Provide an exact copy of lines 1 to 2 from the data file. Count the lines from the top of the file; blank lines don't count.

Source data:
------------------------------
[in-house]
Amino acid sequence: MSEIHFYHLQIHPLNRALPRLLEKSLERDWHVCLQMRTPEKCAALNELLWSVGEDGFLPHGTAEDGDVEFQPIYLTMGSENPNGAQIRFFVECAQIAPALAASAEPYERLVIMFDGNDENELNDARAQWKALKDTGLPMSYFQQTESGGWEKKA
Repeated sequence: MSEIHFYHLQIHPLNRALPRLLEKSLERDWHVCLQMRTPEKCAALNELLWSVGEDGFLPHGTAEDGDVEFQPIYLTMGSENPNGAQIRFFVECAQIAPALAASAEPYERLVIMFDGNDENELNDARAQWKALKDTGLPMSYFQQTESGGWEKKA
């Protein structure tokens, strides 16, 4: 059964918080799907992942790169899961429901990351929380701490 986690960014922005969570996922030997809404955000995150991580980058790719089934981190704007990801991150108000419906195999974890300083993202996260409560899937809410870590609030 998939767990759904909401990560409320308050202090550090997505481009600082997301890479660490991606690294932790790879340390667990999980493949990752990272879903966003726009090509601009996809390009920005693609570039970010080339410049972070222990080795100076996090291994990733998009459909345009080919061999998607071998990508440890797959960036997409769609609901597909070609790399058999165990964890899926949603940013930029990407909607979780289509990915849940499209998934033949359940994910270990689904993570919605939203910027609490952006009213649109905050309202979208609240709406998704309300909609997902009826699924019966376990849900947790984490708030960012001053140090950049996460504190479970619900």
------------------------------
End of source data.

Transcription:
[in-house]
Amino acid sequence: MSEIHFYHLQIHPLNRALPRLLEKSLERDWHVCLQMRTPEKCAALNELLWSVGEDGFLPHGTAEDGDVEFQPIYLTMGSENPNGAQIRFFVECAQIAPALAASAEPYERLVIMFDGNDENELNDARAQWKALKDTGLPMSYFQQTESGGWEKKA